Exposure to second-hand tobacco smoke -- even before conception -- appears to have a lingering impact that can later impair the brain development of a fetus according to Science daily.
Using rats in experiments carefully designed to mimic the second-hand smoke exposures that humans encounter, the researchers found that the chemical components of tobacco smoke affect fetal brain development throughout pregnancy.
The smoke exposure damages regions of the brain involved in learning, memory and emotional responses. Although the impact was most severe with exposures occurring in late gestation, adverse effects on the fetuses' neuro-development occurred even when the mothers were only exposed prior to conception.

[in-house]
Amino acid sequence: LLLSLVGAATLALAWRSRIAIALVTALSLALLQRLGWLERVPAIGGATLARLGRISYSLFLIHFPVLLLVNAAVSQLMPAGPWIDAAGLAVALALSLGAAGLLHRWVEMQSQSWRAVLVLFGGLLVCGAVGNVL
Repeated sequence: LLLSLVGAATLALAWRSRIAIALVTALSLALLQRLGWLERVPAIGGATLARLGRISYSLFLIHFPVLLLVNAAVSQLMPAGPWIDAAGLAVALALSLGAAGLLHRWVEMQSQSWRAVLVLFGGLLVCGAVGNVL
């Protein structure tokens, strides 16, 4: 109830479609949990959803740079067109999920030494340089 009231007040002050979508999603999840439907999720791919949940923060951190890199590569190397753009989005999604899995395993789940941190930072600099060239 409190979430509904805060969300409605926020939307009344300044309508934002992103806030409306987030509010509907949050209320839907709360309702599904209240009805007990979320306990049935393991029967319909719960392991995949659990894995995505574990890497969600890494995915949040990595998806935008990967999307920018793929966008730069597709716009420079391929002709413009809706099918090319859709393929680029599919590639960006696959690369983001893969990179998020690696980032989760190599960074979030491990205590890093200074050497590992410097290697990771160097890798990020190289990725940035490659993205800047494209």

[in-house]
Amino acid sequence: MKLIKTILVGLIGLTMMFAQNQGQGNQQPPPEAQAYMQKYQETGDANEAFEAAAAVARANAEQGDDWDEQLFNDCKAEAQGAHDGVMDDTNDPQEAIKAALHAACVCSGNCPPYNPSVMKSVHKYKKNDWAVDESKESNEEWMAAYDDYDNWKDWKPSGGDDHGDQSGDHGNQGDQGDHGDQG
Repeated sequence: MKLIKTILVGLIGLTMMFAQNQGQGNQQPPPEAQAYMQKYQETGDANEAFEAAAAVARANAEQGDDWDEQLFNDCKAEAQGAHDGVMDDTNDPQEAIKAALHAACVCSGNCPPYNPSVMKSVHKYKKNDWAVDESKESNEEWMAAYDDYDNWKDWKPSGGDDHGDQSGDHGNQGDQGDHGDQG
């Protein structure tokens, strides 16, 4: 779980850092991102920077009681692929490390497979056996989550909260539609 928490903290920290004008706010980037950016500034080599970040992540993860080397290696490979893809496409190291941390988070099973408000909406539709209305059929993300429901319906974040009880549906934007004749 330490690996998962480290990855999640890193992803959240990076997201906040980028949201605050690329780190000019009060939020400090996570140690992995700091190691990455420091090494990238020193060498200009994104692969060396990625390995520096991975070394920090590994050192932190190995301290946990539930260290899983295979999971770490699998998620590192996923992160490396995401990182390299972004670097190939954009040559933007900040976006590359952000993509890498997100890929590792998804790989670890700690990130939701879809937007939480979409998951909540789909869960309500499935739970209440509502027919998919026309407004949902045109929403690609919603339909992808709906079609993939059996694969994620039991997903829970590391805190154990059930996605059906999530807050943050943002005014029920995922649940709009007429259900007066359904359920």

"This finding has important implications for public health, because it reinforces the need to avoid secondhand smoke exposure not only during pregnancy, but also in the period prior to conception, or generally for women of childbearing age," said Theodore A. Slotkin, Ph.D.
Slotkin and colleague simulated secondhand smoke exposure by capturing and extracting the chemical compounds of tobacco smoke and administering the solution through implanted pumps in the laboratory animals.